The multiple benefits of energy efficiency investments such as improved indoor air quality, job-creation, energy poverty alleviation, and environmental sustainability are increasingly considered by policymakers. However, these benefits are not yet fully part of the financing and investment decision making routines of asset owners and financial institutions.
Properly analysing the potential of these co-benefits can significantly increase the attractiveness of energy efficiency measures and boost their deployment.
In this context the working group explored two main focus areas:
- Methodologies to monetise the multiple benefits and to integrate them in investment decision-making and financing procedures.
- Decision-making processes related to energy efficiency investments and how multiple benefits can play a role in increasing the uptake of energy efficiency measures.
Timeline of WG activities
- February 17, 20201st WGM, Introduction of the general concept
- July 8, 20202nd WGM, Macro-economic effects of multiple benefits in the context of the COVID recovery
- September 10, 20203rd WGM, Multiple benefits in the context of social housing
- November 20, 20204th WGM, Multiple benefits in the context of social housing (continued)
- December 8, 20205th WGM, EU Taxonomy, green building certification schemes and multiple benefits
- March 23, 20216th WGM, Multiple benefits in the context of managing and supervising of ESG risks for credit institutions and investment firms
- April 28, 20217th WGM, Multiple benefits of energy efficiency in the context of impact investing
- May 31, 20218th WGM, Discussion of Policy recommendations
The main output from the working groups covers the three most relevant thematic areas identified in relation to the non-energy benefits associated with energy efficiency investments: health and social benefits, the Sustainable Finance Taxonomy and green building rating tools and impact investing. Additionally, the consortium developed a quantification and monetisation tool for commercial real estate.
Lessons learned from the working group meetings are:
Multiple benefits are not yet top of mind for stakeholders working in financial institutions (FI’s).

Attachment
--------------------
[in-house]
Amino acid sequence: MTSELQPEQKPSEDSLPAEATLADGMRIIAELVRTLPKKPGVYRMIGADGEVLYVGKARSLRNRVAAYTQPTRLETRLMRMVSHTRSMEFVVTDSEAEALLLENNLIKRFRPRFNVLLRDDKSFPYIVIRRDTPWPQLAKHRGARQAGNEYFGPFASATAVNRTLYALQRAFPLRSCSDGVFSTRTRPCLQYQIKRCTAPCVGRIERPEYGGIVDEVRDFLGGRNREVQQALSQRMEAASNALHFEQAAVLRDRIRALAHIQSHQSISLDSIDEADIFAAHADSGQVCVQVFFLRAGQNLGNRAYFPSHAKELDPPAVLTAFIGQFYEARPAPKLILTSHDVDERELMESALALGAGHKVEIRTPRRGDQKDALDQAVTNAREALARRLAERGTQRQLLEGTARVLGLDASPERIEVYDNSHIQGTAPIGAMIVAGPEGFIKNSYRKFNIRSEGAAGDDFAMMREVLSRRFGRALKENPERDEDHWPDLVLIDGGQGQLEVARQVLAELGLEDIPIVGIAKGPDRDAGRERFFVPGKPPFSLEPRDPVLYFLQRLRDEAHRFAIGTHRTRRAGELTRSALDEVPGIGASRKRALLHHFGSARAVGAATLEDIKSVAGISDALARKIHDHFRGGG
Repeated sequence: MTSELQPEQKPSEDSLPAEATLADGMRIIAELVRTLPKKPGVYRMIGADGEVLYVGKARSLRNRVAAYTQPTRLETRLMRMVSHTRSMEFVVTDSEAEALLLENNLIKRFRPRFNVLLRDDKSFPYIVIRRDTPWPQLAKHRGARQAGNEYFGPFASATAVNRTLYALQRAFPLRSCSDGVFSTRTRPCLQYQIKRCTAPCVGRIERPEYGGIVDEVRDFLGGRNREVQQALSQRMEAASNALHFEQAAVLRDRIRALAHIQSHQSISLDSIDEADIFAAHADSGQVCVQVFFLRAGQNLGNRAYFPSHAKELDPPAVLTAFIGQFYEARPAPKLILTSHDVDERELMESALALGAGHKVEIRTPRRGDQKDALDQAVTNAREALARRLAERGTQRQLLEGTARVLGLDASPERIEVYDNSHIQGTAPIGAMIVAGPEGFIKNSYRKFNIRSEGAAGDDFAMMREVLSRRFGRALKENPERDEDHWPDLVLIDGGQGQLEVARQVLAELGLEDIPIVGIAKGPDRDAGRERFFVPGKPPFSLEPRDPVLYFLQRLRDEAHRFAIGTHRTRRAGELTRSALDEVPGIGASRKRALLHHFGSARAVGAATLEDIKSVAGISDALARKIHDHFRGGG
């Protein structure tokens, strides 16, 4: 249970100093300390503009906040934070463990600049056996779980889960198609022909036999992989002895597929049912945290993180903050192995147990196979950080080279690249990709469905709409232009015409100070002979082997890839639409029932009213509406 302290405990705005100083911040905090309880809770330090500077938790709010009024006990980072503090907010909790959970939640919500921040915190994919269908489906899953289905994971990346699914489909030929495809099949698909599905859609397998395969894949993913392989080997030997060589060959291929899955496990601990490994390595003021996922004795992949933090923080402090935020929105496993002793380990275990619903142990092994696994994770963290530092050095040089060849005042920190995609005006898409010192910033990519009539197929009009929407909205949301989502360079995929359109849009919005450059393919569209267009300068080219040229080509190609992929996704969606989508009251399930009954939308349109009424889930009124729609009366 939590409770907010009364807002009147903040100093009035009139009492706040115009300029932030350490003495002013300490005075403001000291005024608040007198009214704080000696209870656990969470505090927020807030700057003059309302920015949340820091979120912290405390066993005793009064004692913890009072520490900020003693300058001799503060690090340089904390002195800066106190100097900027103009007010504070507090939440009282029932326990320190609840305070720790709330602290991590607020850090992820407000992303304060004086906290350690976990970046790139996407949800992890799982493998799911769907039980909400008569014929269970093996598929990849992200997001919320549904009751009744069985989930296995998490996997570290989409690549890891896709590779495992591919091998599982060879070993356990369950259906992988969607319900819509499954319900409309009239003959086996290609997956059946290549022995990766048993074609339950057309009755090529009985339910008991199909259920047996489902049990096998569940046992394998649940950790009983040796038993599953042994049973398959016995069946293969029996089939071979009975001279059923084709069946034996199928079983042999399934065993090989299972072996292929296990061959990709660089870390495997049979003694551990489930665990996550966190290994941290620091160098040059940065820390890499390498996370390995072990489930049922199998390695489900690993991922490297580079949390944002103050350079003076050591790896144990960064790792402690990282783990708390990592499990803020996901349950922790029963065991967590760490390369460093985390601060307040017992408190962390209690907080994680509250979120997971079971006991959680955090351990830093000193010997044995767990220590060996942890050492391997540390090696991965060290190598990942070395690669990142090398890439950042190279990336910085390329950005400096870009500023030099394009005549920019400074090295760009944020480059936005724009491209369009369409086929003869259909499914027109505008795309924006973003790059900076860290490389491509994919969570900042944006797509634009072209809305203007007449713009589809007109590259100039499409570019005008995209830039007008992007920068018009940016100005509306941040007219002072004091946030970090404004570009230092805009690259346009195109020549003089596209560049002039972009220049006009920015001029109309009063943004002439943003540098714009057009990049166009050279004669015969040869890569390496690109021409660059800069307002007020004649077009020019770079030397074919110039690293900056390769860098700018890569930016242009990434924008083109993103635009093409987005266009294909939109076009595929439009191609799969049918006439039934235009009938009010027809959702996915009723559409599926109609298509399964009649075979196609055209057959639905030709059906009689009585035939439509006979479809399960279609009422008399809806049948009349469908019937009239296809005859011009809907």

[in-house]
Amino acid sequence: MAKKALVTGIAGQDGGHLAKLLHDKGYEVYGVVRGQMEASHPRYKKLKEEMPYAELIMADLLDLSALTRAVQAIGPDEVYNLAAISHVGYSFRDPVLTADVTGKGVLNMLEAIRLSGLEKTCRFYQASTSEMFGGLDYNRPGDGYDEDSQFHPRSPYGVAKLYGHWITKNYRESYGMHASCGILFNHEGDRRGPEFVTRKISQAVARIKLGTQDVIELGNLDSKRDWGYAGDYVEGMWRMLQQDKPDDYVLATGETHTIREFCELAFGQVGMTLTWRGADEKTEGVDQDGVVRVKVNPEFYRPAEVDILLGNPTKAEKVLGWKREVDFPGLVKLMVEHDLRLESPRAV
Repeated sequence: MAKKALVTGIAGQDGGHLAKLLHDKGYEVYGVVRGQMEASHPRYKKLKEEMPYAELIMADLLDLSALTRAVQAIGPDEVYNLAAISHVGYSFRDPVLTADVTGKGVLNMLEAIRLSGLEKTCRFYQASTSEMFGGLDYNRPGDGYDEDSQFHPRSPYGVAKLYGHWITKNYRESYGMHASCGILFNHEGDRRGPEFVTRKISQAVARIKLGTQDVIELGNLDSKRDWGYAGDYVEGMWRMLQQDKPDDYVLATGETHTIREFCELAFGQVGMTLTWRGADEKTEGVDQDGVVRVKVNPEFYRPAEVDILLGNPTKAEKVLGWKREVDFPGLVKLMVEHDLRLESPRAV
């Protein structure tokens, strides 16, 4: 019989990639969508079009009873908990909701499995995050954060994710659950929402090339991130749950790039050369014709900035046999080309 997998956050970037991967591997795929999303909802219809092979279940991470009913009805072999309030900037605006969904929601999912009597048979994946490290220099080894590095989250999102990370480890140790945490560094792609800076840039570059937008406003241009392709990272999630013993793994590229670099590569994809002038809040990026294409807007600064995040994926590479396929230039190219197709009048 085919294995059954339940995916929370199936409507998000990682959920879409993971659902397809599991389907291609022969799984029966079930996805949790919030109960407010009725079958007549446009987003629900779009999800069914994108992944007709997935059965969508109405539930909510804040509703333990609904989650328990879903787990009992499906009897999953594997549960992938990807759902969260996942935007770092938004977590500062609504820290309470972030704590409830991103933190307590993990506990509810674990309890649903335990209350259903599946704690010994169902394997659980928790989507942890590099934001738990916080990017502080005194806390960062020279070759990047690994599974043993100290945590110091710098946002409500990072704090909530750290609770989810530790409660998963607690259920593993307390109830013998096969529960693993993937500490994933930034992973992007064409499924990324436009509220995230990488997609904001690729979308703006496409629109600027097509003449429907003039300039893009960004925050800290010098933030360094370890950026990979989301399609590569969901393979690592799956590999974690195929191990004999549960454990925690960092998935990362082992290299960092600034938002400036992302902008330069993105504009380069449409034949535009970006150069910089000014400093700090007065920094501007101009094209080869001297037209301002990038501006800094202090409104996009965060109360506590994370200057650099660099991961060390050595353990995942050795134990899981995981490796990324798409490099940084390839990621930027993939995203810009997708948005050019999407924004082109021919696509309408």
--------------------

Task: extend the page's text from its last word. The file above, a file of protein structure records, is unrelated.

It is important to emphasise the benefits for the company and show how they can improve quality of work beyond energy efficiency.
Multiple benefits are diverse, and it is important to clarify who receives the benefits (e.g. building owners, immediate neighbourhood).
The focus on non-energy benefits and reduced energy poverty can help stimulate demand for a range of programmes such as social building renovation efforts.
Mainstreaming the approach to multiple benefits, through e.g. taxonomy, can lead to benchmarks for monetising these benefits and make them operable for investors.
Key recommendations from these are:
The built environment has a large influence and impact on people and the environment. It is key to recognise and deliver added value through energy efficiency (EE) investments.
Many Financial Institutions and building sector stakeholders understand the value of energy efficient buildings but struggle to account for the multiple benefits.
Multiple benefits remain difficult to communicate, report, track and monetise due to lack of common definitions, benchmarks, widely accepted KPIs and lack of reliable data.
Targeting Taxonomy compliance via energy efficiency investments can also generate wider benefits which are currently outside the scope of the screening criteria.
Disclosure and reporting initiatives are instrumental to identifying non-energy impacts, improving data collection and disclosure practices.
The impact investment framework can provide useful pointers on how non-energy benefits could be valued. While this identification and evaluation strengthens the connection between EE- and impact investing, it can also increase their attractiveness to impact investors.
WG External Communications
Prof. Dr. Clemens Rohde
Clemens is head of the Energy Efficiency business unit in the Competence Center Energy Technologies and Energy Systems at Fraunhofer Institute for Systems and Innovation Research ISI since 2012. His areas of research include the development and evaluation of instruments for improving energy efficiency in different sectors as well as the assessment and analysis of energy efficiency measures in these sectors.
Oliver has over 20 years’ experience in energy policy and sustainable business consultation. He is currently the Executive Director at Buildings Performance Institute Europe.